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This essay considers how a selection of early oral history projects in the US, from the 1940s to the 1970s, served to extend written, auto/biographical traditions, but also helped to break open the traditional canon and to challenge generic definitions. It begins with the production of 'oral memoirs' of elite leaders by the Oral History Research Office at Columbia University (in the 1940s and 1950s), then moving on to focus mainly on the auto/biographies by Malcolm X/Alex Haley (1965) and Nate Shaw/Theodore Rosengarten (1974). These narratives are modelled on the traditional genre of the individual autobiography or biography that represents the life of a single person, but the latter two publications, in particular, also begin to challenge generic conventions. This shift reflects an early moment in US oral history when it began to turn from elites to previously marginalised voices. The essay analyses how the co-creation of these texts by the interviewer and narrator prevents any final categorisation of them as autobiographical or biographical, and goes on to argue that Rosengarten's use of the tape recorder enables The Life of Nate Shaw to move furthest from literary tradition in its incorporation of orality.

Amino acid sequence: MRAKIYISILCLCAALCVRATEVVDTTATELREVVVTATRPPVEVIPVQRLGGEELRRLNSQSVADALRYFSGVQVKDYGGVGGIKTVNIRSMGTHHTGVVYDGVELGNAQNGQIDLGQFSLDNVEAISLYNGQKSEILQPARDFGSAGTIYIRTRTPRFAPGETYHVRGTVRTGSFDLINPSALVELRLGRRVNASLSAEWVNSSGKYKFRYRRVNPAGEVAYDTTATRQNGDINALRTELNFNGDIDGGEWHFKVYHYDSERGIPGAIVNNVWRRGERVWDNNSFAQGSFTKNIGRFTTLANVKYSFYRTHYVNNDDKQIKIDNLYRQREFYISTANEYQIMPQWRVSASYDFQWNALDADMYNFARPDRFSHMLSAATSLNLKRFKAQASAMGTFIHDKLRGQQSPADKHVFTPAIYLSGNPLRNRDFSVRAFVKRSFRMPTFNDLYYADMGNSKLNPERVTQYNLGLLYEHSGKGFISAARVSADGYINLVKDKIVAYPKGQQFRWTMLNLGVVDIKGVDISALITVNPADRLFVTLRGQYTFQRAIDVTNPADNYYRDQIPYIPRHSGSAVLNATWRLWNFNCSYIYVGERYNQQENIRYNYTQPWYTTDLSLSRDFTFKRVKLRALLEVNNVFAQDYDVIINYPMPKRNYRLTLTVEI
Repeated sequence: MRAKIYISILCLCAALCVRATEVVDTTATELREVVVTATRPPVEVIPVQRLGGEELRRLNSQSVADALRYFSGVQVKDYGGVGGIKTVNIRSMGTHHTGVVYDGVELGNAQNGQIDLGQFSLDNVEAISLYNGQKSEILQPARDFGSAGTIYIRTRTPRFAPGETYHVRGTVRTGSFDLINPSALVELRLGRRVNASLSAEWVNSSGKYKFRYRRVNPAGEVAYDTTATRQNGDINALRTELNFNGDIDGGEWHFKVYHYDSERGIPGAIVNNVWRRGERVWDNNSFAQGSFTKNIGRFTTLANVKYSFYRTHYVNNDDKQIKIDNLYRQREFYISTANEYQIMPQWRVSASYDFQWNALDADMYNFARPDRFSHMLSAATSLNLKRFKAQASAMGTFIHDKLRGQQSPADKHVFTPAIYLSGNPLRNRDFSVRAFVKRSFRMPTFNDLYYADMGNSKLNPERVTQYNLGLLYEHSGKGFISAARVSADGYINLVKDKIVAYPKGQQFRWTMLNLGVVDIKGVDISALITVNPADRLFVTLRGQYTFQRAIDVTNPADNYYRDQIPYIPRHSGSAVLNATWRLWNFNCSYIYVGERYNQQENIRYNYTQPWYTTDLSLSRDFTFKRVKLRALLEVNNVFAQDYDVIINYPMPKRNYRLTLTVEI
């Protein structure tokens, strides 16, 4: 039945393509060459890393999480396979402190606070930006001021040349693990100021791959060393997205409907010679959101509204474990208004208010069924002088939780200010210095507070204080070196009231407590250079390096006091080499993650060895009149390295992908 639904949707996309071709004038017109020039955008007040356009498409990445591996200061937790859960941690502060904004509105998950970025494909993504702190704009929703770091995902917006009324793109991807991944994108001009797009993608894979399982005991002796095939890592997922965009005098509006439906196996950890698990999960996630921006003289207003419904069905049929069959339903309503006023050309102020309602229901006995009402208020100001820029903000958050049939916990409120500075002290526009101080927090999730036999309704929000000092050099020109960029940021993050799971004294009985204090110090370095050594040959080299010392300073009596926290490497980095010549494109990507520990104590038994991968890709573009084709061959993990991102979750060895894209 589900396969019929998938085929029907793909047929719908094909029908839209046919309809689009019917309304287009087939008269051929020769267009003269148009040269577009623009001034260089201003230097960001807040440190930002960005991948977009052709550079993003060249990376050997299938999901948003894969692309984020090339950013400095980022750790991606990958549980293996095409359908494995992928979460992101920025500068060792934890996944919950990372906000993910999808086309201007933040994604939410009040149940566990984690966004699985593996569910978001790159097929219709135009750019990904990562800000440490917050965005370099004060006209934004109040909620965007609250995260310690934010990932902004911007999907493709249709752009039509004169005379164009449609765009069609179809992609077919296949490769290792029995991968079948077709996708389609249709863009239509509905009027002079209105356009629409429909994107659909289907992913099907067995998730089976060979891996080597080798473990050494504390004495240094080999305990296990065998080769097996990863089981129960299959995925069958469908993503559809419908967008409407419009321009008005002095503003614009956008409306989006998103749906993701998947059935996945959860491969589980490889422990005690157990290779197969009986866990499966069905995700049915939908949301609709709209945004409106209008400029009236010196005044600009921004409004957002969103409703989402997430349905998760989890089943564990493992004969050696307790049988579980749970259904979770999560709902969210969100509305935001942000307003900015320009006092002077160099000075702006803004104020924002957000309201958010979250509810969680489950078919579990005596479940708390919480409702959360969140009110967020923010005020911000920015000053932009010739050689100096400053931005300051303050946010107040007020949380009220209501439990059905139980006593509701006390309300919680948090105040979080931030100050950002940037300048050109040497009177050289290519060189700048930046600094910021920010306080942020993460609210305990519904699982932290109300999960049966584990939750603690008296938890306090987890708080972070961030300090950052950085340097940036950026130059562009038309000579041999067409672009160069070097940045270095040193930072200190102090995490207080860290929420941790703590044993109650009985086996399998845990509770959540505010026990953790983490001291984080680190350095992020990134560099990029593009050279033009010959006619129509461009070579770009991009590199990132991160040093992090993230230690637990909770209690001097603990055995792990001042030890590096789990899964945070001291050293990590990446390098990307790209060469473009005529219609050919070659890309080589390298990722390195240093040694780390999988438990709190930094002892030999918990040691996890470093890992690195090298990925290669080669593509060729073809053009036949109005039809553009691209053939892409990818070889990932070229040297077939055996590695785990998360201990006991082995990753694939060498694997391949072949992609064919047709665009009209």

© 2017. This is the final published version of the article (version of record) uploaded in accordance with the publisher’s self- archiving policy.
Original languageEnglish
JournalOral History
Volume45
Issue number1
StatePublished - Mar 2017

    Research areas

  • Autobiography, biography, tape recorder, black history, orality

ID: 344539